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Metis Legacy Series: Book Review

Metis Legacy Series: Book Review

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CM Magazine book reviews of the Metis Legacy series of history and culture books. Published by Pemmican Publications (Winnipeg) and the Gabriel Dumont Institute (Saskatoon)
CM Magazine book reviews of the Metis Legacy series of history and culture books. Published by Pemmican Publications (Winnipeg) and the Gabriel Dumont Institute (Saskatoon)

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Published by: Lawrence J. Barkwell on Mar 22, 2010
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CM Magazine: Book Reviews of the Metis Legacy Series:
Copyright © the Manitoba Library Association. Reproduction for personal use is permitted only if this copyrightnotice is maintained. Any other reproduction is prohibited without permission.Published byThe Manitoba Library Association ISSN 1201-9364
CM . . . . Volume VIII Number 19 . . . . May 24, 2002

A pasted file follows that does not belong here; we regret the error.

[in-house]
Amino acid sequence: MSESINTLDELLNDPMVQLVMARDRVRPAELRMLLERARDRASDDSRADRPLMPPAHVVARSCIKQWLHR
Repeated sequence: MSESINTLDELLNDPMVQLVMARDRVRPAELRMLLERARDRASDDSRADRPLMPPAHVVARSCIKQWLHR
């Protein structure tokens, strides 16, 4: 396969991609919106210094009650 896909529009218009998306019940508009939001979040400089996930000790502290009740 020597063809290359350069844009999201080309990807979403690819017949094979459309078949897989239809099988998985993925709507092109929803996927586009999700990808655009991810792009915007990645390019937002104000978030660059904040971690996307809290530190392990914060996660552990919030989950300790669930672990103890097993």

Metis Legacy.: A Metis Historiography and Annotated Bibliography.
 
Lawrence J. Barkwell, Leah Dorion andDarren R. Prefontaine, editors.Winnipeg, MB: Pemmican Publications,2001.512 pp., pbk. & cl., $ 69.95 (pbk.), $84.95(cl.).ISBN 1-894717-03-1 (pbk.), ISBN 1-894717-04-X (cl.).
 
Subject Headings:Metis-BibliographyMetis-Historiography.Grades 10 and up / Ages 15 and up.
 
Review by Alexander Gregor.
 
**** /4
 
exerpt:
 
The ancestors of today's Metis Nation were the children of the unions between North American Aboriginal mothers and European fathers. They developed into a distinct  people with a group consciousness necessary to promote their collective causes. A Metiswas not a French-Canadian, nor a Canadian, nor a Scot. Neither were they First Nationsor Inuit. They created for themselves and future generations a unique culture, a groupidentity and declared themselves a "New Nation." The Metis forged treaties and declared a Bill of Rights that marked this identity as a "New Nation."
This large (500-plus 8 1/2"x11" pages) and expensively produced (almost seventypages of photographic plates, many in colour) is very much a group enterprise:sponsored by the Canada Millennium Partnership Program, it is based on thecollaboration of the Louis Riel Institute of the Manitoba Metis Federation (based inWinnipeg), and the Gabriel Dumont Institute of Metis Studies and Applied Research
 
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(based in Saskatoon). In addition, it has been supported, financially or "in-kind," bysome twenty agencies and organizations both in Canada and the United States,ranging from the Canadian Museum of Civilization to the University of MontanaCenter for the Rocky Mountain West.